The old zen question of “What is the sound of the other shoe dropping?” has finally been answered.
And it ain’t pretty.
Ever since the abortion controversy ignited in the 1970s, those of the pro-life persuasion were told “If you don’t like abortion, then don’t get one.”
As though that was all it was: a mere dislike of abortion. The rationale was that even though a person’s own stance on something was that it was wrong, they shouldn’t prevent anyone else from getting it.
Well…fast foward to this month when Chik-Fil’A’s president went and made a statement about his–and his company’s–stance on same-sex marriage (SSM), and all hell breaks loose.
Chik-Fil-A’s facebook page instantly turned into one more battlefield between those who disagreed on SSM and whether or not the stance was bigoted, hateful, etc.
And suddenly, the rhetoric changed. What happened to the notion that if you don’t like something, you just shouldn’t get it? If those who oppose CFA’s stance, they just shouldn’t get CFA. Easy peasy. But that’s not what we’re hearing…at all.
Instead we get the shrill Greek chorus of “hate and bigotry,” despite the fact that 1) nobody is being discriminated against, either in being served or employed, and 2) no matter what stance a company takes on a given issue, somebody out there won’t like it. (At this point the claim of discrimination would be leveled against those affected by the politicians and legislation that CFA endorses, but it certainly isn’t a matter of ‘hate’ or dislike of gays. It’s a matter of what they think is the accepted biological and societal role of men and women, families, and the raising of children.) All of this flies in the face of the “If you don’t like it, don’t get it” rhetoric, which has conveniently vanished.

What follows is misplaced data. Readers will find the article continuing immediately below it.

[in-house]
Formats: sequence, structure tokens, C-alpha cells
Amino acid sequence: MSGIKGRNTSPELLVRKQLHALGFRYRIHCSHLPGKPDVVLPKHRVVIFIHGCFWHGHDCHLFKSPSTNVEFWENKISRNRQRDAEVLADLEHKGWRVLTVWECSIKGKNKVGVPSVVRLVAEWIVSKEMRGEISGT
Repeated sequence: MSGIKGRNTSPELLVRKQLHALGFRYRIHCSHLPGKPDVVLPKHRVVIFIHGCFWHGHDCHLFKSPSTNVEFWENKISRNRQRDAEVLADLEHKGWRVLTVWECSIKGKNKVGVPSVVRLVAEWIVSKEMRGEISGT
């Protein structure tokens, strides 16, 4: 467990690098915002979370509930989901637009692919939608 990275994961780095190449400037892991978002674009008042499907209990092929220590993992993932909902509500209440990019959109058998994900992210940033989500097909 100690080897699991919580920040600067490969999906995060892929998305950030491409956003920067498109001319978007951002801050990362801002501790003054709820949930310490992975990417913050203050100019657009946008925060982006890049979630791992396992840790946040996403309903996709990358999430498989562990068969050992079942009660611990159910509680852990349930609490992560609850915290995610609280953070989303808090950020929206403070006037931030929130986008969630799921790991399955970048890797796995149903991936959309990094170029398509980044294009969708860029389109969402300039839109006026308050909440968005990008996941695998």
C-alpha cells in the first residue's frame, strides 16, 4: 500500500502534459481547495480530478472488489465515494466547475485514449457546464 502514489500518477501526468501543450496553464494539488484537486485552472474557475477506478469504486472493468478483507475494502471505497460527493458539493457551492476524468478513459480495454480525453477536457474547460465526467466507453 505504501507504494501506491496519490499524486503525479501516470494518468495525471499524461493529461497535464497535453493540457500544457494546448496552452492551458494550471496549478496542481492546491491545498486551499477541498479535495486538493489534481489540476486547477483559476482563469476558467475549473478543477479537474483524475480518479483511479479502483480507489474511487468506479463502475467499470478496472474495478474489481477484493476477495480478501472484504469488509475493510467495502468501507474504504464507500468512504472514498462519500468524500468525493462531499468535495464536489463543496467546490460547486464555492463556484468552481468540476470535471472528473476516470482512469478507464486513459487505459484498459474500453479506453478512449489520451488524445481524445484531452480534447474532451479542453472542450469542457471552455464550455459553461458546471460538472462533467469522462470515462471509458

Nor is it tolerance in any meaningful sense of the term. Tolerance is patience; it is the stance that while a given thing is (or could be) mistaken, it is allowable. But tolerance is not what is being shown to CFA: rather, intolerance is being shown to them, and I would say that bigotry–the complete intolerance of an opposing view–is what is being shown to Chik-Fil-A instead.
Tolerance ceases to be tolerance if it uses intolerant methods, even when something deemed ‘intolerant’ is addressed. But if they were consistent, those who oppose Chik-Fil-A would leave them alone and just not get food there. What’s good for the conservative goose (as we’re told enough in the abortion debate) ought to be good for the liberal gander.